Politics and Government

St. Paul City Council votes unanimously to boost EV-readiness

The zoning ordinance mandates new surface parking be EV-capable

A paved parking lot
The proposal only affects surface lots, such as this one pictured in downtown St. Paul, because other parking structures follow state building codes.
Lisa Ryan | MPR News

Updated 6:09 p.m.

The St. Paul City Council unanimously passed a zoning proposal Wednesday that aims to prepare new surface parking lots for a future with more electric vehicles.

The proposal says new surface parking lots with more than 15 spots would have to be EV capable, meaning the wiring and panel spacing would be ready for chargers, but none would be mandated or built just yet.

“You won’t see a great change overnight. But hopefully in the next decade or two to come, we’ll look back at this and see a real change and see the foresight and all the money saved as we help people get involved in the EV revolution,” city planner Bill Dermody said ahead of the vote.

Current industry projections predict 30 to 50 percent of new vehicle sales will be electric by 2030 or soon after. St. Paul has set a city operations carbon neutrality goal for 2030 and citywide goal by 2050.

The proposal looks out for the capital city in the long term, Dermody said, with a specific eye toward the growth of multi-family residences.

The proposal applies to 80 percent of future multi-family residential lots and 20 percent of other future surface lots, which would primarily mean parking in commercial areas.

Multi-family residences make up 44 percent of St. Paul housing units, Dermody said. And multi-family units are the majority of 11,000 housing units anticipated to be added by 2040.

“This is both an environmental and an equity issue,” Dermody said. “When more people own EVs, it’s important that it’s not just single-family property owners who can participate … multi-family is where a lot of the residential growth will be.”

Part of the need for charger-capable commercial lots still goes back to drivers from multi-family units, Dermody said.

“A lot of our multi-family is here already, and it will be expensive to retrofit those situations for EV charging,” he said. “So people are going to need other places to charge their vehicles. Maybe their place of employment, maybe a fast charge while they’re at a retail store or a restaurant … it’s important that other types of land uses in the city help with that.”

The proposal only affects surface lots because other parking structures follow state building codes — and only a few new surface lots are built annually, Dermody said. But he thinks the rule could end up saving the city and developers millions down the line. It costs about $600 to make a parking spot EV-capable, he said, but thousands to actually install a charging station.

“And this amendment would allow the flexibility for the newest technology to be put in whenever the demand is there, rather than putting in something now that just doesn’t make sense in five years,” he said.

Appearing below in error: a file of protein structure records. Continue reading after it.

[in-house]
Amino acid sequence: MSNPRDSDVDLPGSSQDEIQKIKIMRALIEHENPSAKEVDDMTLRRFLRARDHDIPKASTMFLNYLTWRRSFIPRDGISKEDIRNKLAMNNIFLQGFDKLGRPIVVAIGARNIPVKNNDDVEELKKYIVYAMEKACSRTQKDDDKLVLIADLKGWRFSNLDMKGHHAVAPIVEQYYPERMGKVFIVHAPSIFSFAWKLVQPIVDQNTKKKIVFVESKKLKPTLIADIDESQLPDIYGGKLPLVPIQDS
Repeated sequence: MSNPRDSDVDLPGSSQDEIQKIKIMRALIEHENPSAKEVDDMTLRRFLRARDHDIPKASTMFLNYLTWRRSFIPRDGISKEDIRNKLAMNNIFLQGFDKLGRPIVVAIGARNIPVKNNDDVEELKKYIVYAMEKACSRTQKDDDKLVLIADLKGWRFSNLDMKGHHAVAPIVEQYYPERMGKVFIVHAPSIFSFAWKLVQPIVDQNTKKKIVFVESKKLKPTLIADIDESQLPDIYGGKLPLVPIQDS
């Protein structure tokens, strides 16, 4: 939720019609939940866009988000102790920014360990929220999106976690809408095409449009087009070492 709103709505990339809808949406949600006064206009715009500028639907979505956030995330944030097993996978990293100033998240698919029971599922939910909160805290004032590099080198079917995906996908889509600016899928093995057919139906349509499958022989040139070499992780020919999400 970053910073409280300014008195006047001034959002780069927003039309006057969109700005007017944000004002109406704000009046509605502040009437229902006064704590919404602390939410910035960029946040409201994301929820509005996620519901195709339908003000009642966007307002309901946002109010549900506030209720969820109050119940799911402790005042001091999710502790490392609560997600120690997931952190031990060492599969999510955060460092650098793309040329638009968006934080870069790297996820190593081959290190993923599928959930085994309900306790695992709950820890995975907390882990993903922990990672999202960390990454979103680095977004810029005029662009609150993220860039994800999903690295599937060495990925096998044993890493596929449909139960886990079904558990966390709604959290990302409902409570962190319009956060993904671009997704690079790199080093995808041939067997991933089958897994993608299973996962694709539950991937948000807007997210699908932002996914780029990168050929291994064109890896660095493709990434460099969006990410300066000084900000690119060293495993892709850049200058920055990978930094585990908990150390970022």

Dan Collison, the senior director of business development with Sherman Associates, said the real estate development company had already set a general practice of all new construction to be 50 percent charger-ready.

“We believe removing fossil fuel cars from the road will improve everyone’s health and remove gas emissions and make our world more carbon free and sustainable. We believe in that,” he said. “And we also practically want to plan ahead to get the right size transformer and have the technology pre-installed.”

Sherman Associates was one of the development companies invited to provide input in the planning of the proposal. Collison said he had not heard much pushback from other companies — although that could have been different if the proposal applied to existing parking lots.

“When we have the federal government and the state government, and now cities and counties wanting to set net zero carbon free goals, they have to flow with it,” he said.

Although the proposal won’t make a huge splash in the near future, Collison said, one tangible change would be at The Heights, a St. Paul housing redevelopment project. It’s expected to bring about 900 units of affordable multi-family housing to the former Hillcrest Golf Course. More than 1,000 new parking spots for the multi-family units could be affected if built as surface lots, he said.

Collison added about 64 percent of the Twin Cities units that Sherman Associates operates are income qualified. And of those, “we haven’t had any requests for electric vehicle charging.”

“We need more affordable EV cars, especially for those who are more resource strapped, who are qualifying for the income-qualified units. We just want to see [everybody] be able to drive cleaner cars,” he said. “That’s something we’re concerned about.”

An earlier version of the proposal mandated 80 percent of both commercial and multi-family residential lots be EV capable.

If signed by Mayor Melvin Carter, the rule for new surface lots could take effect in about one month.

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